A Cautionary Tale About Hiring A Terrible Wedding Planner
by Raj Desai | 3/29/2020
Four and a half years ago, my partner put a ring on it. Daydreams of wedding scenes from DDLJ, Hum Aapke Hain Kaun, and other quintessential 90’s Bollywood films (yes, I’m old) were quick to follow. We decided to wait a month after getting engaged before we really started planning the wedding, and for those 4 blissful weeks I was on cloud 9.
Then, reality set in. And I. Was. Overwhelmed. Sit downs with parents about budget talks. My partner and I bickering with each other about what was important to each of us. Cultural and religious clashes and confusion. The ubiquitous back-and-forth on how many people to invite (my mom wanted everyone she had ever met in her life. My partner and I didn’t even want to invite our relatives). My cloud had burst and I started to realize, Oh, this is what everyone means when they tell you wedding planning is a pain in the ass.
To top it all off, my partner and I had just moved back to our home state because I was about to begin grad school at UNC Chapel Hill. And as much as I wanted to plan my wedding MY way, I also wanted to pass my biostats class (hi, I’m miserable at math, nice to meet ya!). Where at first I didn’t even think twice about hiring a wedding planner, after I got the results of my first biostats test at a cool 58/100 I was desperate for someone else to take the lead.
September, 2015 – I need a wedding planner. But who can I hire? Do they need to be South Asian? Are there any South Asian planners in NC? Who do I ask for recommendations? Do I just search on Google and pray that someone amazing pops up in the results? My fiancé and I had no idea how to look for a planner. So we started asking our relatives (bad idea). This one name kept popping up from my husband’s family but I immediately shelved it because I have trust issues. But then a couple of vendors mentioned the same name and I figured I may as well give him a chance.
So I emailed this wedding planner, whom we shall call B, and set up a time to meet at a local coffee shop. The door opened and we saw this short, well-dressed Indian man walking energetically towards us, arms spread, and a big smile on his face. He sat down and showed us a portfolio of his weddings, impressive pictures with beautiful floral arrangements and colorful décor. I asked questions that I thought were good, like will you help us come up with ways to combine our cultures? Will you take over planning so I can focus on school? Will you give me vendor recommendations? And he responded in that typical Indian fashion of “Sure, sure! I will take care of everything, no problem.”
I left the meeting feeling assured and like a weight had been lifted off of my shoulders. My parents, especially my dad, still had their doubts, but I fought for this wedding planner/decorator, B, who was recommended by my partner’s family and vouched for by a couple of vendors. We’re in good hands, I thought. As soon as I got back to my house I emailed over my organized vendor Excel sheet detailing deposit amounts and paid-in-full dates, and emailed him a list of vendors we still needed to hire. And then I got out my biostats notes because, hello, I was failing that pass/fail class.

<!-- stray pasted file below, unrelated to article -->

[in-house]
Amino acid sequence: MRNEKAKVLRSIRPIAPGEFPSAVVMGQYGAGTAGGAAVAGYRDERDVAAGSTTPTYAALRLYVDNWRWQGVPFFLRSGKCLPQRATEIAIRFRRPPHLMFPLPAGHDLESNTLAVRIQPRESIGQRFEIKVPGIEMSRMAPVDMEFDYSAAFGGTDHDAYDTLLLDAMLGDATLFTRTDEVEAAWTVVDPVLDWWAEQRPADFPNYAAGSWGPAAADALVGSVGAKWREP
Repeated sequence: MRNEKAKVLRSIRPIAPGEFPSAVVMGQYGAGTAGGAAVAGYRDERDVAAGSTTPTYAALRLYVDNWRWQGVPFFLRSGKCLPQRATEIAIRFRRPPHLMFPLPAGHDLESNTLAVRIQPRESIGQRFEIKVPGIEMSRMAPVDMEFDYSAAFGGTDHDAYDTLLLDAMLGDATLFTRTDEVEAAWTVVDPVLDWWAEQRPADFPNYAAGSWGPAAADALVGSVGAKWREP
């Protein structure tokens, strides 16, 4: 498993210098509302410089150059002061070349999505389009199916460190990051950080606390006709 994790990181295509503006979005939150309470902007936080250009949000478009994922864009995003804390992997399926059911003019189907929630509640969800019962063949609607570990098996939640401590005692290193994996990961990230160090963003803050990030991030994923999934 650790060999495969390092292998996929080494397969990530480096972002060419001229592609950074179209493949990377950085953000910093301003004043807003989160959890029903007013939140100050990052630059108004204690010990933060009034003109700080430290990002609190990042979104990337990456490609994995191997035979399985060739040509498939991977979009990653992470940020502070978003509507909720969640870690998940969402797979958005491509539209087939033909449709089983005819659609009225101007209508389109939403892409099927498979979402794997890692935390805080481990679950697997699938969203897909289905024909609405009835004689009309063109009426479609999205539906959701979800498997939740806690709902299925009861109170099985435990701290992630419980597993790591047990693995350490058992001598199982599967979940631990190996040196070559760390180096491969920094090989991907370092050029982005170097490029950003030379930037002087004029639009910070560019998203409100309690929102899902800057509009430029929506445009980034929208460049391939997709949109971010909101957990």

Fast forward to a month later. I had completely checked out from talking to vendors. And then I got an email from one asking us to pay our deposit. I frowned and clicked on the Excel sheet, and sure enough our planner, B, failed to let us know that we had to pay this vendor by the specified date. I contacted my parents and we handled it on our own.
A couple of weeks later, I sent an email to B asking a list of questions about vendor recommendations for our wedding in Charlotte, NC. He responded with a list of vendors, including a caterer, who were based in Washington D.C. Um, what? I started to get annoyed.
A week after that my partner told me that B called his parents to complain about MY parents, how they were difficult to talk to because they were divorced. Now I was pissed.
It was now January, 2016, and it dawned upon me that I had made a huge mistake. We had paid this man a non-refundable deposit for planning and décor services, and he wasn’t doing his job AT ALL. The more I tried to communicate with him about what I wanted, the more he started to show his true colors. Did I want to meet in person again? I would have to pay for a plane ticket from DC. When, for months, we thought he was based in NC. I emailed him pictures of a modern décor aesthetic I liked for the reception. He emailed me back the same pictures he showed us at our first meeting, which were the complete opposite of the look I was going for. My dad had his own problems with him, and was horrified when B told my dad that he was used to working with weddings that had much larger budgets than ours (how’s that for professionalism?!).